– Accordingly, such media platforms have deviated from the standards of objectivity and professionalism when making these allegations, which are considered an unacceptable transgression against the Egyptian judicial system and those in charge of it.

2-Increase in enforced disappearances

– it should be noted that during the events of January 2011 there were cases of disappearance of a limited number of individuals, and those numbers increased during the the country’s protests in 2012 and 2013, but the reports and communications submitted since 2014 until now are characterized by a significant lack of information, starting with the names of the alleged perpetrators of their disappearance, the exact circumstances or timing of the disappearance, or the parties allegedly committed this crime.

– Despite the lack of seriousness of doubts about the validity of many of these allegations, the National Council for Human Rights was keen to verify all complaints received about enforced disappearance, stressing that most of the cases were either presented to the Public Prosecution and imprisoned or emigrated abroad and joined terrorist organizations.

– The Ministry of Interior has repeatedly denied the existence of enforced disappearances and confirmed that only prisoners or detainees are under detention by a decision of the Public Prosecution pending cases in preparation for presenting  them to trial or releasing them, and that perhaps among those alleged for their enforced disappearance are elements who left the country to join terrorist organizations in several Arab and foreign countries, or fugitive elements who are wanted for arrest in implementation of the Public Prosecution’s decision.

– And regarding the allegations of the enforced disappearance of the researcher, “Ayman Hodhoud” before his death, all responsible authorities denied this claim, including the National Council for Human Rights, which confirmed in an official statement that the Council’s Complaints and Monitoring Committee had not received any complaints from any of his relatives that he had been subjected to enforced disappearance.

3- ill-treatment of prisoners

– Western media and some human rights organizations, in their politicized reports, deliberately promote the existence of human rights violations inside Egyptian prisons, considering the recent release of prisoners as “exceptional” operations and that thousands of “political prisoners” are still behind bars, which is beyond reasonable and exceeds the right and sovereignty of Egypt on its territory. These and other reports did not provide logical evidence confirming the validity of what is being published on the websites, nor did they indicate the extent of efforts and achievements made on the ground with the aim of creating a life and dignified treatment for all Egyptians, especially the “prisoners”.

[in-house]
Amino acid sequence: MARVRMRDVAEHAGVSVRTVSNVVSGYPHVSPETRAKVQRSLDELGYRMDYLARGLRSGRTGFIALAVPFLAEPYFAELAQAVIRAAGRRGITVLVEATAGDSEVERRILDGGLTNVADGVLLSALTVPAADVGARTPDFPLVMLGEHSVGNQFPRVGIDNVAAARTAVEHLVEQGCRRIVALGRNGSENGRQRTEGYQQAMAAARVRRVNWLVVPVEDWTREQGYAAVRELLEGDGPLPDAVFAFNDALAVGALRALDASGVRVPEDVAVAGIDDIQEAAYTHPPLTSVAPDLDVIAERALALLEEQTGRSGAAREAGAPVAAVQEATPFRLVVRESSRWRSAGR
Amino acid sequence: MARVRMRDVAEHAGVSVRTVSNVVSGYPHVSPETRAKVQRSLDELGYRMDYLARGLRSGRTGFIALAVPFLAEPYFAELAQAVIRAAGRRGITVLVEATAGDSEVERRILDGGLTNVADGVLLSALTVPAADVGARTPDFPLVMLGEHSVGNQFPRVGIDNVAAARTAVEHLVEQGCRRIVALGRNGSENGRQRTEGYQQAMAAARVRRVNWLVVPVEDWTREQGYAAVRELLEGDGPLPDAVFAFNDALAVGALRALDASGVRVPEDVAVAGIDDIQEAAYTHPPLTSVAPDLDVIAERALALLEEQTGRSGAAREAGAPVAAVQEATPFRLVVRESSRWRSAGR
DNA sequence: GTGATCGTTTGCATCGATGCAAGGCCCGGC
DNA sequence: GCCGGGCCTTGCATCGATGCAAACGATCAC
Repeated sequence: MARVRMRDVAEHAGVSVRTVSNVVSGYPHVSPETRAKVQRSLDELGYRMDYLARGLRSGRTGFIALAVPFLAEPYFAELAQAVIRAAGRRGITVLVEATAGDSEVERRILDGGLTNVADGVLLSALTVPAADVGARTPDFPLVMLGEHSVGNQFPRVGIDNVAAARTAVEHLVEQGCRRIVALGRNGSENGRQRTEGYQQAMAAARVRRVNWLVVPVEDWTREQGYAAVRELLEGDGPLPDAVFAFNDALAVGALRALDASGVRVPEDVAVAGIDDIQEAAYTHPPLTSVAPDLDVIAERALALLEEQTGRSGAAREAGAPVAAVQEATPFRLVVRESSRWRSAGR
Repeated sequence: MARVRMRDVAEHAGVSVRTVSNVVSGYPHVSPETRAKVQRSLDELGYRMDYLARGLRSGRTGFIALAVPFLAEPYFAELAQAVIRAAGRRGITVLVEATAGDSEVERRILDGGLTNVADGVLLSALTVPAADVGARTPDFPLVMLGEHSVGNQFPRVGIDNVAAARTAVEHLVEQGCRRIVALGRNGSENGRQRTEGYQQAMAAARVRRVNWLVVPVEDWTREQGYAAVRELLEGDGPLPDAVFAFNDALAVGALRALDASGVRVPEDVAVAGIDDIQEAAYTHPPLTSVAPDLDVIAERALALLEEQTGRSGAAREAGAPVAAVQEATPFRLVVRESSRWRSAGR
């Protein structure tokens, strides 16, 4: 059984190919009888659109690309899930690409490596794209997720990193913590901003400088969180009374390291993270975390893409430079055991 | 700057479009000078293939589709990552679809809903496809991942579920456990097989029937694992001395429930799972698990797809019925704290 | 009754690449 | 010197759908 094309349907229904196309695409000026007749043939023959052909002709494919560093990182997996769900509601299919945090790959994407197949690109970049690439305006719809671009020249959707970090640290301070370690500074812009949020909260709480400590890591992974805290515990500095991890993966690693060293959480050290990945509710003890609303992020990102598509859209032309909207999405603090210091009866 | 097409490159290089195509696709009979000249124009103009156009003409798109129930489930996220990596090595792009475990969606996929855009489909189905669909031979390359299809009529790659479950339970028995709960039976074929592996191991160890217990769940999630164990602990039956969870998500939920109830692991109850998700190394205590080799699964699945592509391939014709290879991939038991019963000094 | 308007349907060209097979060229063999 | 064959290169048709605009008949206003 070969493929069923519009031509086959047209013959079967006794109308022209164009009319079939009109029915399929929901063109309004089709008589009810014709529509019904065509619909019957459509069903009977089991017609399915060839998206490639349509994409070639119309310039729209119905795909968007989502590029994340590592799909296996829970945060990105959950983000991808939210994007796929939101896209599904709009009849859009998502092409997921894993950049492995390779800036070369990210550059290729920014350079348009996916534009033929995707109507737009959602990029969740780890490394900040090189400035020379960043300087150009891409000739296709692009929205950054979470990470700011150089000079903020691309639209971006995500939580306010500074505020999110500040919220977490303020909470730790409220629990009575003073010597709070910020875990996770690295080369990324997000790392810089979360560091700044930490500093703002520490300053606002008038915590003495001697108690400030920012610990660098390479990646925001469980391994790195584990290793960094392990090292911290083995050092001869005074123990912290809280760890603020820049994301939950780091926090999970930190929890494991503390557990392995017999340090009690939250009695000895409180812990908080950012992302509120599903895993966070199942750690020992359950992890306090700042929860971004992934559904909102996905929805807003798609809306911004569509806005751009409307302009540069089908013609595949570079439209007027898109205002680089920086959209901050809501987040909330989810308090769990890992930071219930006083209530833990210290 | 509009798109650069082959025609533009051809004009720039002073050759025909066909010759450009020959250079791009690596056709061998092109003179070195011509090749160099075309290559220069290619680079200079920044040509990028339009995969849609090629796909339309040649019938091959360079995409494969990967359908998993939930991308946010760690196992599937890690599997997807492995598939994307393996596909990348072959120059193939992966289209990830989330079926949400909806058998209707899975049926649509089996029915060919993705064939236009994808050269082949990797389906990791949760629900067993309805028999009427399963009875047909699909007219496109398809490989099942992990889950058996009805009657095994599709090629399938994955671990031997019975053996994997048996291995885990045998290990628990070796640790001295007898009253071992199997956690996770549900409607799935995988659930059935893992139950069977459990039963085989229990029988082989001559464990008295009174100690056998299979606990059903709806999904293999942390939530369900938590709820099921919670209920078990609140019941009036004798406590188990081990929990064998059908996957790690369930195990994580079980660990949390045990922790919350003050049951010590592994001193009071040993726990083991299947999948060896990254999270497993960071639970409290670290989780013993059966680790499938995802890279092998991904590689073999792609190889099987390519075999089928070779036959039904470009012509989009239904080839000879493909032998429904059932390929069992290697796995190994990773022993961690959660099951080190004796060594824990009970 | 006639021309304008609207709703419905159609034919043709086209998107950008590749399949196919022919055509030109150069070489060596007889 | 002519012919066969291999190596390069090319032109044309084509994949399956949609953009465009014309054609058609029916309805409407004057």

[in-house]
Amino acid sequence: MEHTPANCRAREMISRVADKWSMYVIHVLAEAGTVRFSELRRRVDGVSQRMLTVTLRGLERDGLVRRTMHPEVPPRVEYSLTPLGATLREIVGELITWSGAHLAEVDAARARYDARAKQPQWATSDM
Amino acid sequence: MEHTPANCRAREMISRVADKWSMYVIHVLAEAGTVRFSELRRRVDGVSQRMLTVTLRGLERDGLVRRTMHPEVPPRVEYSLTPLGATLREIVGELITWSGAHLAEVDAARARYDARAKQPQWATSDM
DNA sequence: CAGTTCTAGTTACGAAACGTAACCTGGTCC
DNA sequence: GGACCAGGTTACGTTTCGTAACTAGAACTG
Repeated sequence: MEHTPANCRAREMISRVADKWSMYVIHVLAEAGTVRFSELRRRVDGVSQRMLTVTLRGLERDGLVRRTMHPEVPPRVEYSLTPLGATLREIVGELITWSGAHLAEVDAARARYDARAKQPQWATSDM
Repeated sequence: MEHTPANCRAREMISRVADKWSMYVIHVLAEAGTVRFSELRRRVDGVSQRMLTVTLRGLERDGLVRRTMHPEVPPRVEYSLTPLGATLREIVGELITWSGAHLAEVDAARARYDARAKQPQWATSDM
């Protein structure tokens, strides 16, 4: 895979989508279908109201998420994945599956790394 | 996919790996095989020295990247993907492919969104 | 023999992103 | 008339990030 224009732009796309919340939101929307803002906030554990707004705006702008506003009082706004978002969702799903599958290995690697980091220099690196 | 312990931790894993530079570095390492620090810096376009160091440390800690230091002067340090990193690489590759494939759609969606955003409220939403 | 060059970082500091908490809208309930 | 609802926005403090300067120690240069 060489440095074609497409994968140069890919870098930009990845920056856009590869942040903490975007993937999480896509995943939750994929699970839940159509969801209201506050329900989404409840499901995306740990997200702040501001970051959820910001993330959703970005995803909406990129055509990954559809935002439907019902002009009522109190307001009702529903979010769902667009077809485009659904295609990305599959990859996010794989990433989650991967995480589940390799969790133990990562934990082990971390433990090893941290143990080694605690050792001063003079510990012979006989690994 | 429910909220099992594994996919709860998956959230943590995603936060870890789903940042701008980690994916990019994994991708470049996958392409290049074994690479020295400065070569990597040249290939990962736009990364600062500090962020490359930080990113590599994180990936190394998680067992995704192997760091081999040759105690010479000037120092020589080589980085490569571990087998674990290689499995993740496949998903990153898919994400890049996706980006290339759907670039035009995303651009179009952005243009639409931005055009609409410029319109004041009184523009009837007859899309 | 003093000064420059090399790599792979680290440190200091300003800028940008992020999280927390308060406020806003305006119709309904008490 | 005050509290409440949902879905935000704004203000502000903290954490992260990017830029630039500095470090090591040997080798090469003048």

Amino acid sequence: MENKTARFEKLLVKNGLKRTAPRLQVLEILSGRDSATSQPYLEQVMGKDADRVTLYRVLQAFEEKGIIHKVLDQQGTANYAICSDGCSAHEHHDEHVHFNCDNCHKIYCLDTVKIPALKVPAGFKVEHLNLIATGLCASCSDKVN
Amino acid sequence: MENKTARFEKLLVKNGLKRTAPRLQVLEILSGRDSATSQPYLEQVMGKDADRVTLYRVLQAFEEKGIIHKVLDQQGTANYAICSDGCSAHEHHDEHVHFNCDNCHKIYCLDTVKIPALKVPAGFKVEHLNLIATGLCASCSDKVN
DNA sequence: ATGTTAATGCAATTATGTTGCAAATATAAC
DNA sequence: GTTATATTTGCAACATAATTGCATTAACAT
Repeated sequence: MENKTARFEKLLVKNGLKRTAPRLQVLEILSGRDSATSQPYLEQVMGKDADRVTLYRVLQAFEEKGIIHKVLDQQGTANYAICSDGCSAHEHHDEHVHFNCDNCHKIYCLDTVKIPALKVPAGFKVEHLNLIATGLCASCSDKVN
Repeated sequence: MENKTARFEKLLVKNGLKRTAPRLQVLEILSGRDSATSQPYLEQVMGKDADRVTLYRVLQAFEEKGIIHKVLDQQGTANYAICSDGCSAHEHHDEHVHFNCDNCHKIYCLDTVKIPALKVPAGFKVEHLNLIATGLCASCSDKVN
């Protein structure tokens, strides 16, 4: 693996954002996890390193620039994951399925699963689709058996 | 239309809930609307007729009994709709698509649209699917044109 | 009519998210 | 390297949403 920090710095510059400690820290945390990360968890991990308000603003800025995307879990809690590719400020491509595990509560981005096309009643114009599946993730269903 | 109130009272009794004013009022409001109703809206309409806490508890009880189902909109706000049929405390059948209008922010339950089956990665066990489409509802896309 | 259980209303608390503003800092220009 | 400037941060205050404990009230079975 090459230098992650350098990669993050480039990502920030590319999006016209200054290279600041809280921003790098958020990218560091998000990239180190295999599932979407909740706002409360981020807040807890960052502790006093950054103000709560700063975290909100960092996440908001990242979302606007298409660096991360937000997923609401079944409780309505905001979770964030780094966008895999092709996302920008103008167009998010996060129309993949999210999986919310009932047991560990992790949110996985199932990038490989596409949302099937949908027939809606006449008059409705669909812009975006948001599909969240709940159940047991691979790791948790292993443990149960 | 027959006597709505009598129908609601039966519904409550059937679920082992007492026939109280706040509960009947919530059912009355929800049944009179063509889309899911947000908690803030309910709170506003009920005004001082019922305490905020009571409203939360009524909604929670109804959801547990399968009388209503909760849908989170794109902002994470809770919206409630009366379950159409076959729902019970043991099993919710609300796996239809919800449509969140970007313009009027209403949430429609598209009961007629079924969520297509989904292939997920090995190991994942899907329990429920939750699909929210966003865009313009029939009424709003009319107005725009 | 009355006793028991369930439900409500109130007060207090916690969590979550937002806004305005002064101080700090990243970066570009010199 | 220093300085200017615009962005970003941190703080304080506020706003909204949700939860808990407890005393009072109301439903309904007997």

The Egyptian state’s efforts to protect the rights of prisoners

-Those reports ignored that Egypt was among the highest in ratifying the 18 international human rights conventions, in addition to that Egypt participated in preparing and drafting the Global Charter on Human Rights in 1948, and the International Covenant on Rights Civil and Political Rights and the International Covenant on Economic and Social Rights.

-Since the inception of the United Nations ,Egypt has also actively participated in all its human rights bodies, whether those based on the Charter of the United Nations or on the ten basic international human rights treaties, in addition to Egypt’s participation in the Universal Periodic Review mechanism (The Universal Periodic Review) UPR since its establishment by the United Nations Human Rights Council in 2006.

-The 2014 constitution, which is considered the most advanced in the history of Egyptian constitutions in the field of human rights and freedoms, allocates more than 125 articles that are translated into legal texts applied through the policies adopted by the State to affirm human rights in the areas of private and public freedoms, politics and sociology and economics, and Criminalization of violation of human dignity, torture and discrimination, and emphasizing all freedoms of expression, publication, creativity, belief, movement, property, work, strike and the rule of law. The state’s efforts in this context can be monitored through the following axes:

4-National Strategy for Human Rights regulates the treatment of prisoners and detainees

-National Strategy for Human Rights, launched by President Abdel Fattah El-Sisi in September 2021, laid down controls and plans for dealing with prisoners and other detainees – which are not highlighted in such malicious reports – and came as follows:

1-.It recommended the members of the Public Prosecution Office to supervise and inspect prisons, places of detention, in addition to accepting prisoners’ complaints, and examining all prison papers and records.

2- Emphasizing the continuation of development and modernization of prisons facilities and the establishment of new prisons to reduce the density within the framework of continuous improvement in the standard of living and health care of prisoners.

3- It called for the expansion of the establishment of literacy classes and the religious and cultural seminars for prison inmates in coordination with the Ministry of Endowments and the General Authority for Cultural Palaces to develop the religious and cultural aspect of the inmates.